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April 25, 2014
Wednesday, December 11, 2013

More anti-social than social

Although the wave of police pay mutinies have more than one cause and various collateral effects (not least the precedent for other wage demands), it is important not to lose sight of the police forces themselves as the heart of the issue. Some pundits try to pass off the supermarket looting as originating in social crisis with the police inaction almost incidental — while it is true that the consequences of a police strike in, say, a Swiss town would probably have been less tragic, the passive (and perhaps even active) police role in all this is absolutely central here. The political blame game this week has been less between national and provincial governments than at national level, especially a bid to target the opposition. But the latter is almost totally irrelevant with its sins far more of omission than commission — Interior and Transport Minister Florencio Randazzo was much closer to the mark here in stressing the opposition’s “silence” than Justice Secretary Julián Alvarez with his conspiratorial talk centred against Renewal Front leader Sergio Massa (one of whose main strongholds, Almirante Brown, was in the forefront of the receiving-line). Indeed the real question for Massa and his mayoral allies would be this — are they still so keen on having their own municipal police forces after last week’s events?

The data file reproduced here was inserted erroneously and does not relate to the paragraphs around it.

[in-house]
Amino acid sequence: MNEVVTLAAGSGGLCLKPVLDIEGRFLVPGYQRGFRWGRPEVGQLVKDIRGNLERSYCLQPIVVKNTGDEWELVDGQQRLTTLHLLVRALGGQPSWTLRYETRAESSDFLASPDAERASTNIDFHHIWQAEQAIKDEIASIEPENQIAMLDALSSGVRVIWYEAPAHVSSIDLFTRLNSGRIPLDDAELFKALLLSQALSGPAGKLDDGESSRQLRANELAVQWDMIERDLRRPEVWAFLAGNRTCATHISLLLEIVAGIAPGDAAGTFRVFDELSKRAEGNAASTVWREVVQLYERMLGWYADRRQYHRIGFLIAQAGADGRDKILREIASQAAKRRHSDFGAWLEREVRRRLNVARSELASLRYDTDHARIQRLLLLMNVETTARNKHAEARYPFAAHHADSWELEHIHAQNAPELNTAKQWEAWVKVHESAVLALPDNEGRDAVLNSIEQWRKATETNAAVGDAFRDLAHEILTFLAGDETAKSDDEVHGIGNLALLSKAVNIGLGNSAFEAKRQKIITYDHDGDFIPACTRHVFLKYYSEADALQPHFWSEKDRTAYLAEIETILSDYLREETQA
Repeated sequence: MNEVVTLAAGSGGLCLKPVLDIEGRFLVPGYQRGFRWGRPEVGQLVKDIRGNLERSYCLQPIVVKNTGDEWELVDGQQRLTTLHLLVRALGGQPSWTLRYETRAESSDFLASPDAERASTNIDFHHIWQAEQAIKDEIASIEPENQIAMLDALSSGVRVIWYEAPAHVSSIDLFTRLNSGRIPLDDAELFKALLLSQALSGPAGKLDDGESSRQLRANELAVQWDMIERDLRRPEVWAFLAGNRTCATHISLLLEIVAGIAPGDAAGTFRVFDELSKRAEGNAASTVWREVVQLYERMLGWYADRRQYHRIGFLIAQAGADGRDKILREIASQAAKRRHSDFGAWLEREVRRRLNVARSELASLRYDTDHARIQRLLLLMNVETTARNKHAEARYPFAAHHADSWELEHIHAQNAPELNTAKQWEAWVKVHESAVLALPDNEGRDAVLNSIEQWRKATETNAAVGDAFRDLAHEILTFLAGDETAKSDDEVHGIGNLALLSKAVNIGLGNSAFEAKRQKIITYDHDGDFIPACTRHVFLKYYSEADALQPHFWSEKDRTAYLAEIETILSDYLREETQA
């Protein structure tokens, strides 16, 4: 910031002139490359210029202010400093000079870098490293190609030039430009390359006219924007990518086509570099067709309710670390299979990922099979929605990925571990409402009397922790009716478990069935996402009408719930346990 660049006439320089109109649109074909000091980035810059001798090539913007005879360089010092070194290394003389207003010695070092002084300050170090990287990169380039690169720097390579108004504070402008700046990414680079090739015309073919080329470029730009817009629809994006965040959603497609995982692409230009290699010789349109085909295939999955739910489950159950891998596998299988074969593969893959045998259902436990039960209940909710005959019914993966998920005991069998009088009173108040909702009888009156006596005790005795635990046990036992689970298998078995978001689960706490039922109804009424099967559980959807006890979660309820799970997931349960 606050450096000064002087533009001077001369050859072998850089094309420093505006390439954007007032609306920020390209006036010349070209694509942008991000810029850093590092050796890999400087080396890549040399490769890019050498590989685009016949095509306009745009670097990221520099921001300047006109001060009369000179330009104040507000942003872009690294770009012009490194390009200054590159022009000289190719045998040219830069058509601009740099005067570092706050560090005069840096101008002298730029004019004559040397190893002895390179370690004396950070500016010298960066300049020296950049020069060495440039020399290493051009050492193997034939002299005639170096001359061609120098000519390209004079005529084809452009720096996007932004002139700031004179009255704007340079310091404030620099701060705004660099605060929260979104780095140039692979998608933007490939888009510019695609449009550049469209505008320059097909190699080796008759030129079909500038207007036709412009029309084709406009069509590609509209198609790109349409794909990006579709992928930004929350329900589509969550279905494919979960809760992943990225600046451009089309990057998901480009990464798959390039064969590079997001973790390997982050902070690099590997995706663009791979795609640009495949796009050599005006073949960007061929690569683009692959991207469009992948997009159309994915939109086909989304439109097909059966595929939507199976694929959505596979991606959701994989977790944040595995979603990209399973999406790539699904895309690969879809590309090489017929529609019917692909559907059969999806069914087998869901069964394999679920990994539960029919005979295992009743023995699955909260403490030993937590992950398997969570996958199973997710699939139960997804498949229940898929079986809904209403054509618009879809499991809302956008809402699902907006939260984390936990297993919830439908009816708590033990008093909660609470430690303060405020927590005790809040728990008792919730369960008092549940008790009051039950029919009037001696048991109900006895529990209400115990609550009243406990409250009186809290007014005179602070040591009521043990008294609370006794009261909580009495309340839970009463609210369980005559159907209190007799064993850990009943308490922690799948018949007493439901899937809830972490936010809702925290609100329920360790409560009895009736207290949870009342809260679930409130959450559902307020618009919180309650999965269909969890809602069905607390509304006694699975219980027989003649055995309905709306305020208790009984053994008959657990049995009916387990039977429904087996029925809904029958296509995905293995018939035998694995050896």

Cabinet Chief Jorge Capitanich had a valid point when he suspected that there was no coincidence in this inexcusable police blackmail coming on the eve of yesterday’s anniversary marking three continuous decades of democracy but the comment should be directed at the police, not the opposition. At one level this is a wave of copycat police strikes nationwide in the wake of Córdoba Governor José Manuel de la Sota’s irresponsible capitulation last week — at another a long record of collusion between the police and the criminal classes (often the two main career choices for underprivileged and undereducated youth — and it shows). But the suspicions of an underlying hostility to democracy should prompt a much harder look at the police. It can be asked whether progressive governments have given enough attention to proper remuneration for an often risky job and whether they have made the same effort to judge police brutality today as the perpetrators of the “Dirty War”.

But with some 10 lives already lost in the last week, police action (and inaction) has already been disqualified — as with doctors and other essential public services, there can be no right to strike when human life is at stake.

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